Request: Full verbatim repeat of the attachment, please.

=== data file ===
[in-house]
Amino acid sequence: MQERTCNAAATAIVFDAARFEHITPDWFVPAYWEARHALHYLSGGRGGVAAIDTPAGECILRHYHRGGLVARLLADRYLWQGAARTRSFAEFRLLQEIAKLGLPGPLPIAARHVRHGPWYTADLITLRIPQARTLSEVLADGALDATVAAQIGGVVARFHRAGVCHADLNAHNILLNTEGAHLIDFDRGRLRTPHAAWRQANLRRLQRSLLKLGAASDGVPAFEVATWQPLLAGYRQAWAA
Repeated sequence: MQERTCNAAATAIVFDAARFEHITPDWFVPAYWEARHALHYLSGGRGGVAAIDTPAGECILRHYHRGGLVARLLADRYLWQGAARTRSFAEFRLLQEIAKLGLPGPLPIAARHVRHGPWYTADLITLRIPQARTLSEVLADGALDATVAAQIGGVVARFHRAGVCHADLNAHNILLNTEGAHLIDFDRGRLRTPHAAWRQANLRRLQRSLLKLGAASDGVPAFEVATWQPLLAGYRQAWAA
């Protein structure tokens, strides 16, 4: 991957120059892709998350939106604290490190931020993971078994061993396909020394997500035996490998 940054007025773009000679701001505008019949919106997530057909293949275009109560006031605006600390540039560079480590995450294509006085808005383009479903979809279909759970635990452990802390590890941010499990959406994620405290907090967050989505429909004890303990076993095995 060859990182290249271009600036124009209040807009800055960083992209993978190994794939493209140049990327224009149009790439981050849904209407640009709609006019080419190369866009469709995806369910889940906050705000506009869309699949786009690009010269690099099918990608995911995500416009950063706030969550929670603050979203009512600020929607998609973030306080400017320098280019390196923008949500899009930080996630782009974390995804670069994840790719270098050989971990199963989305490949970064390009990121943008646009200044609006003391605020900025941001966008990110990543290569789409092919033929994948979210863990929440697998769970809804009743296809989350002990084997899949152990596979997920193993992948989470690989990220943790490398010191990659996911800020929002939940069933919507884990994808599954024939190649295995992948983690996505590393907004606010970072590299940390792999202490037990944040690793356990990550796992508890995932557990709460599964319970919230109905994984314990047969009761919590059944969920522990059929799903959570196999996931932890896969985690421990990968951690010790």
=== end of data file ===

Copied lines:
[in-house]
Amino acid sequence: MQERTCNAAATAIVFDAARFEHITPDWFVPAYWEARHALHYLSGGRGGVAAIDTPAGECILRHYHRGGLVARLLADRYLWQGAARTRSFAEFRLLQEIAKLGLPGPLPIAARHVRHGPWYTADLITLRIPQARTLSEVLADGALDATVAAQIGGVVARFHRAGVCHADLNAHNILLNTEGAHLIDFDRGRLRTPHAAWRQANLRRLQRSLLKLGAASDGVPAFEVATWQPLLAGYRQAWAA
Repeated sequence: MQERTCNAAATAIVFDAARFEHITPDWFVPAYWEARHALHYLSGGRGGVAAIDTPAGECILRHYHRGGLVARLLADRYLWQGAARTRSFAEFRLLQEIAKLGLPGPLPIAARHVRHGPWYTADLITLRIPQARTLSEVLADGALDATVAAQIGGVVARFHRAGVCHADLNAHNILLNTEGAHLIDFDRGRLRTPHAAWRQANLRRLQRSLLKLGAASDGVPAFEVATWQPLLAGYRQAWAA
């Protein structure tokens, strides 16, 4: 991957120059892709998350939106604290490190931020993971078994061993396909020394997500035996490998 940054007025773009000679701001505008019949919106997530057909293949275009109560006031605006600390540039560079480590995450294509006085808005383009479903979809279909759970635990452990802390590890941010499990959406994620405290907090967050989505429909004890303990076993095995 060859990182290249271009600036124009209040807009800055960083992209993978190994794939493209140049990327224009149009790439981050849904209407640009709609006019080419190369866009469709995806369910889940906050705000506009869309699949786009690009010269690099099918990608995911995500416009950063706030969550929670603050979203009512600020929607998609973030306080400017320098280019390196923008949500899009930080996630782009974390995804670069994840790719270098050989971990199963989305490949970064390009990121943008646009200044609006003391605020900025941001966008990110990543290569789409092919033929994948979210863990929440697998769970809804009743296809989350002990084997899949152990596979997920193993992948989470690989990220943790490398010191990659996911800020929002939940069933919507884990994808599954024939190649295995992948983690996505590393907004606010970072590299940390792999202490037990944040690793356990990550796992508890995932557990709460599964319970919230109905994984314990047969009761919590059944969920522990059929799903959570196999996931932890896969985690421990990968951690010790």